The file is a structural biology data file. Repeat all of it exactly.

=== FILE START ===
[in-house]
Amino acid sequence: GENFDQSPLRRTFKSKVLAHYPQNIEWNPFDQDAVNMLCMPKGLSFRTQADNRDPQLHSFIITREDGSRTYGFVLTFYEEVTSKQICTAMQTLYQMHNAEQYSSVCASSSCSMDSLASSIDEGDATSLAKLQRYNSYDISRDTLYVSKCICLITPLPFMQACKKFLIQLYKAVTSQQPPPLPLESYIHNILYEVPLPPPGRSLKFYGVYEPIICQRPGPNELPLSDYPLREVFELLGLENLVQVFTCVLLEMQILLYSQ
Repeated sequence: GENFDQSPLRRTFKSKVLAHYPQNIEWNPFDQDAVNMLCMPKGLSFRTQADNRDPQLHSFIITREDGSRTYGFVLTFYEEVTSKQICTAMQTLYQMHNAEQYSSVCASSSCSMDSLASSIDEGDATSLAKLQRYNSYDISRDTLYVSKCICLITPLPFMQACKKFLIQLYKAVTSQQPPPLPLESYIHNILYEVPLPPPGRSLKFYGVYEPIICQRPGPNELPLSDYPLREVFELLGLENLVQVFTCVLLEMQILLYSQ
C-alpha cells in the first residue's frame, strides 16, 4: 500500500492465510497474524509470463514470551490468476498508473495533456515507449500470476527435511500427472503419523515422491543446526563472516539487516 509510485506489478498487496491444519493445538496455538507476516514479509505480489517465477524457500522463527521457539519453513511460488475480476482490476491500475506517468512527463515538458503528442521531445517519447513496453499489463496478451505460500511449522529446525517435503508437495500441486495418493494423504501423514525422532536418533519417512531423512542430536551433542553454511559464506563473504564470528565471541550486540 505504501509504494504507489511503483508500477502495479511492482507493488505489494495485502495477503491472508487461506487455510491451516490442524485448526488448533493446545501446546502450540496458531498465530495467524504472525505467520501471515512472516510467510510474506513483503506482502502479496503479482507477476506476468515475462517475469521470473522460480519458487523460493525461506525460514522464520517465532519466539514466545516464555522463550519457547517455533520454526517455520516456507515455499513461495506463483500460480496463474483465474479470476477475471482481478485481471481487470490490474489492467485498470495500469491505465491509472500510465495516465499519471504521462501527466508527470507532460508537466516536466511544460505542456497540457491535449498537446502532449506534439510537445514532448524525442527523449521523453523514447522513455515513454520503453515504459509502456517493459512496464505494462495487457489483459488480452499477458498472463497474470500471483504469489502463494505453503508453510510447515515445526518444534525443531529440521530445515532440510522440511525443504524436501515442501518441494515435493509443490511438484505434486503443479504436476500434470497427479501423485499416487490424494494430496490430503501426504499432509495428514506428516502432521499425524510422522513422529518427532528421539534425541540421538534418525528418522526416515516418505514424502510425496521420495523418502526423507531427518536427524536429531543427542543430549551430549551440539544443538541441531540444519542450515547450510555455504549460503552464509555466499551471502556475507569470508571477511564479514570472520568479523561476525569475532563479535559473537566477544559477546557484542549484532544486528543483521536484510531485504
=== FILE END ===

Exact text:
[in-house]
Amino acid sequence: GENFDQSPLRRTFKSKVLAHYPQNIEWNPFDQDAVNMLCMPKGLSFRTQADNRDPQLHSFIITREDGSRTYGFVLTFYEEVTSKQICTAMQTLYQMHNAEQYSSVCASSSCSMDSLASSIDEGDATSLAKLQRYNSYDISRDTLYVSKCICLITPLPFMQACKKFLIQLYKAVTSQQPPPLPLESYIHNILYEVPLPPPGRSLKFYGVYEPIICQRPGPNELPLSDYPLREVFELLGLENLVQVFTCVLLEMQILLYSQ
Repeated sequence: GENFDQSPLRRTFKSKVLAHYPQNIEWNPFDQDAVNMLCMPKGLSFRTQADNRDPQLHSFIITREDGSRTYGFVLTFYEEVTSKQICTAMQTLYQMHNAEQYSSVCASSSCSMDSLASSIDEGDATSLAKLQRYNSYDISRDTLYVSKCICLITPLPFMQACKKFLIQLYKAVTSQQPPPLPLESYIHNILYEVPLPPPGRSLKFYGVYEPIICQRPGPNELPLSDYPLREVFELLGLENLVQVFTCVLLEMQILLYSQ
C-alpha cells in the first residue's frame, strides 16, 4: 500500500492465510497474524509470463514470551490468476498508473495533456515507449500470476527435511500427472503419523515422491543446526563472516539487516 509510485506489478498487496491444519493445538496455538507476516514479509505480489517465477524457500522463527521457539519453513511460488475480476482490476491500475506517468512527463515538458503528442521531445517519447513496453499489463496478451505460500511449522529446525517435503508437495500441486495418493494423504501423514525422532536418533519417512531423512542430536551433542553454511559464506563473504564470528565471541550486540 505504501509504494504507489511503483508500477502495479511492482507493488505489494495485502495477503491472508487461506487455510491451516490442524485448526488448533493446545501446546502450540496458531498465530495467524504472525505467520501471515512472516510467510510474506513483503506482502502479496503479482507477476506476468515475462517475469521470473522460480519458487523460493525461506525460514522464520517465532519466539514466545516464555522463550519457547517455533520454526517455520516456507515455499513461495506463483500460480496463474483465474479470476477475471482481478485481471481487470490490474489492467485498470495500469491505465491509472500510465495516465499519471504521462501527466508527470507532460508537466516536466511544460505542456497540457491535449498537446502532449506534439510537445514532448524525442527523449521523453523514447522513455515513454520503453515504459509502456517493459512496464505494462495487457489483459488480452499477458498472463497474470500471483504469489502463494505453503508453510510447515515445526518444534525443531529440521530445515532440510522440511525443504524436501515442501518441494515435493509443490511438484505434486503443479504436476500434470497427479501423485499416487490424494494430496490430503501426504499432509495428514506428516502432521499425524510422522513422529518427532528421539534425541540421538534418525528418522526416515516418505514424502510425496521420495523418502526423507531427518536427524536429531543427542543430549551430549551440539544443538541441531540444519542450515547450510555455504549460503552464509555466499551471502556475507569470508571477511564479514570472520568479523561476525569475532563479535559473537566477544559477546557484542549484532544486528543483521536484510531485504